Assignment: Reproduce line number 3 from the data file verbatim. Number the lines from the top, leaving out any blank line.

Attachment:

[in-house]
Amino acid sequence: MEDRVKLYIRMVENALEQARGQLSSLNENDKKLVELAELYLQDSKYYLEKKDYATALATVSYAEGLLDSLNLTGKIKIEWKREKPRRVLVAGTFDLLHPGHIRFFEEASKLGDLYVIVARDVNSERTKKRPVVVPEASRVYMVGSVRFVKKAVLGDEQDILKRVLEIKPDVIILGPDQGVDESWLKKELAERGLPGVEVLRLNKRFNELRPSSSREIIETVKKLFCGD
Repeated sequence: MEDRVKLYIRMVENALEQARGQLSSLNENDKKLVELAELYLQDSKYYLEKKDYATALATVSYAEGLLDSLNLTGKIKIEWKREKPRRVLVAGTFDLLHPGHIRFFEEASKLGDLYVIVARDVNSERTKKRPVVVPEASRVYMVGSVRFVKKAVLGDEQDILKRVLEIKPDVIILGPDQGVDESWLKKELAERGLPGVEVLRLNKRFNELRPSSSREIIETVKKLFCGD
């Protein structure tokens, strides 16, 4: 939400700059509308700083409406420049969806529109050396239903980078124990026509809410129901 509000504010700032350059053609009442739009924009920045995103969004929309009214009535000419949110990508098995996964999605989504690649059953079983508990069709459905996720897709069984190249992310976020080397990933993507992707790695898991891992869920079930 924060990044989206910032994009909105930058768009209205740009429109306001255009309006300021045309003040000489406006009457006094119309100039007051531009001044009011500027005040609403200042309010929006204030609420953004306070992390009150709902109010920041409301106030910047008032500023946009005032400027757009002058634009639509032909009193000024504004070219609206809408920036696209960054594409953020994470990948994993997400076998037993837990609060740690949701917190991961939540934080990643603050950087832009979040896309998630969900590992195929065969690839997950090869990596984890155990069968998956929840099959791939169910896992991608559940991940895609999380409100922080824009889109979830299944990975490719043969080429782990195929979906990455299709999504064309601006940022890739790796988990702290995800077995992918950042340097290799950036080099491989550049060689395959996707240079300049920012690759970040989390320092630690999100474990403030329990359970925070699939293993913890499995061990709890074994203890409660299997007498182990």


Repeated sequence: MEDRVKLYIRMVENALEQARGQLSSLNENDKKLVELAELYLQDSKYYLEKKDYATALATVSYAEGLLDSLNLTGKIKIEWKREKPRRVLVAGTFDLLHPGHIRFFEEASKLGDLYVIVARDVNSERTKKRPVVVPEASRVYMVGSVRFVKKAVLGDEQDILKRVLEIKPDVIILGPDQGVDESWLKKELAERGLPGVEVLRLNKRFNELRPSSSREIIETVKKLFCGD